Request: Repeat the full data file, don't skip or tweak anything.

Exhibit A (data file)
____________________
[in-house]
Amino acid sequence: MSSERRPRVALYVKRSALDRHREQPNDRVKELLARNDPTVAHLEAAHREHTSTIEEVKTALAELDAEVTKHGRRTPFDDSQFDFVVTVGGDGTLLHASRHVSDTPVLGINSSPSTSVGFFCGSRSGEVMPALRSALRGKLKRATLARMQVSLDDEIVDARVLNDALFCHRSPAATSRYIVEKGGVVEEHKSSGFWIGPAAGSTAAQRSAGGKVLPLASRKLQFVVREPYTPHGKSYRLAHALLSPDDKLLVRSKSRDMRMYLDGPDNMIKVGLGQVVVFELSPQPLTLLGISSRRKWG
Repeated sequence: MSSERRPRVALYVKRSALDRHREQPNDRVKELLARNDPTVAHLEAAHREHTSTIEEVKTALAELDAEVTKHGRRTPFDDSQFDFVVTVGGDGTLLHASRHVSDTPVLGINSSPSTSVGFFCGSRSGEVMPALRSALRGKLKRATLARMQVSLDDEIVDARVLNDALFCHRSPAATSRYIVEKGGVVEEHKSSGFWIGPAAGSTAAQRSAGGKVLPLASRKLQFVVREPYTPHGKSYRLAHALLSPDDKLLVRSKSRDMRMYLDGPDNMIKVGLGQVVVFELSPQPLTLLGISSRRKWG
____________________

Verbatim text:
[in-house]
Amino acid sequence: MSSERRPRVALYVKRSALDRHREQPNDRVKELLARNDPTVAHLEAAHREHTSTIEEVKTALAELDAEVTKHGRRTPFDDSQFDFVVTVGGDGTLLHASRHVSDTPVLGINSSPSTSVGFFCGSRSGEVMPALRSALRGKLKRATLARMQVSLDDEIVDARVLNDALFCHRSPAATSRYIVEKGGVVEEHKSSGFWIGPAAGSTAAQRSAGGKVLPLASRKLQFVVREPYTPHGKSYRLAHALLSPDDKLLVRSKSRDMRMYLDGPDNMIKVGLGQVVVFELSPQPLTLLGISSRRKWG
Repeated sequence: MSSERRPRVALYVKRSALDRHREQPNDRVKELLARNDPTVAHLEAAHREHTSTIEEVKTALAELDAEVTKHGRRTPFDDSQFDFVVTVGGDGTLLHASRHVSDTPVLGINSSPSTSVGFFCGSRSGEVMPALRSALRGKLKRATLARMQVSLDDEIVDARVLNDALFCHRSPAATSRYIVEKGGVVEEHKSSGFWIGPAAGSTAAQRSAGGKVLPLASRKLQFVVREPYTPHGKSYRLAHALLSPDDKLLVRSKSRDMRMYLDGPDNMIKVGLGQVVVFELSPQPLTLLGISSRRKWG